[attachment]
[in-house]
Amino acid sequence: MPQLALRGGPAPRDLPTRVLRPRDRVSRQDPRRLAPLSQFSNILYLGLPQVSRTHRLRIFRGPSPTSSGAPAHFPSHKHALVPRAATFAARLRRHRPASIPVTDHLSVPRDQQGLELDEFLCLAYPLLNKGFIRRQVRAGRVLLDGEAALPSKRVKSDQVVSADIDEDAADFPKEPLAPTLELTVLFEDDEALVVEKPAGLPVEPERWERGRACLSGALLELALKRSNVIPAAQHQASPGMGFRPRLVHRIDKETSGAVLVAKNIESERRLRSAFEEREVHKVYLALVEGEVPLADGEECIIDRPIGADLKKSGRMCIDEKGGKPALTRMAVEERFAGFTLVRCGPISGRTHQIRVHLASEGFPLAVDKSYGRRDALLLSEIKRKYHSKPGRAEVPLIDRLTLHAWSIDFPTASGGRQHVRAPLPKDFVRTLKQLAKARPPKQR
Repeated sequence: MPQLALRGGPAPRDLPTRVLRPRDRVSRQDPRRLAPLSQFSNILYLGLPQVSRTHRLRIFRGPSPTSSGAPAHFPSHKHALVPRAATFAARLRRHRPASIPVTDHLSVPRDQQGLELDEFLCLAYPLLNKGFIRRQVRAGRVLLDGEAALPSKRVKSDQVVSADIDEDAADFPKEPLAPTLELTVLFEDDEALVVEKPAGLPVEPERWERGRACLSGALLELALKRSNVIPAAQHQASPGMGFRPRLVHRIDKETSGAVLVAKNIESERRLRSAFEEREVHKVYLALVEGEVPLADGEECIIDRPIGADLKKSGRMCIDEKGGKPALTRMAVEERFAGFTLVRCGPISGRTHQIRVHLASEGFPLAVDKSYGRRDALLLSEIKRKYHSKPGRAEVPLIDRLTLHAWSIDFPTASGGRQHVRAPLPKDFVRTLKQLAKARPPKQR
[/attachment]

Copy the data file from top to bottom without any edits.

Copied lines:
[in-house]
Amino acid sequence: MPQLALRGGPAPRDLPTRVLRPRDRVSRQDPRRLAPLSQFSNILYLGLPQVSRTHRLRIFRGPSPTSSGAPAHFPSHKHALVPRAATFAARLRRHRPASIPVTDHLSVPRDQQGLELDEFLCLAYPLLNKGFIRRQVRAGRVLLDGEAALPSKRVKSDQVVSADIDEDAADFPKEPLAPTLELTVLFEDDEALVVEKPAGLPVEPERWERGRACLSGALLELALKRSNVIPAAQHQASPGMGFRPRLVHRIDKETSGAVLVAKNIESERRLRSAFEEREVHKVYLALVEGEVPLADGEECIIDRPIGADLKKSGRMCIDEKGGKPALTRMAVEERFAGFTLVRCGPISGRTHQIRVHLASEGFPLAVDKSYGRRDALLLSEIKRKYHSKPGRAEVPLIDRLTLHAWSIDFPTASGGRQHVRAPLPKDFVRTLKQLAKARPPKQR
Repeated sequence: MPQLALRGGPAPRDLPTRVLRPRDRVSRQDPRRLAPLSQFSNILYLGLPQVSRTHRLRIFRGPSPTSSGAPAHFPSHKHALVPRAATFAARLRRHRPASIPVTDHLSVPRDQQGLELDEFLCLAYPLLNKGFIRRQVRAGRVLLDGEAALPSKRVKSDQVVSADIDEDAADFPKEPLAPTLELTVLFEDDEALVVEKPAGLPVEPERWERGRACLSGALLELALKRSNVIPAAQHQASPGMGFRPRLVHRIDKETSGAVLVAKNIESERRLRSAFEEREVHKVYLALVEGEVPLADGEECIIDRPIGADLKKSGRMCIDEKGGKPALTRMAVEERFAGFTLVRCGPISGRTHQIRVHLASEGFPLAVDKSYGRRDALLLSEIKRKYHSKPGRAEVPLIDRLTLHAWSIDFPTASGGRQHVRAPLPKDFVRTLKQLAKARPPKQR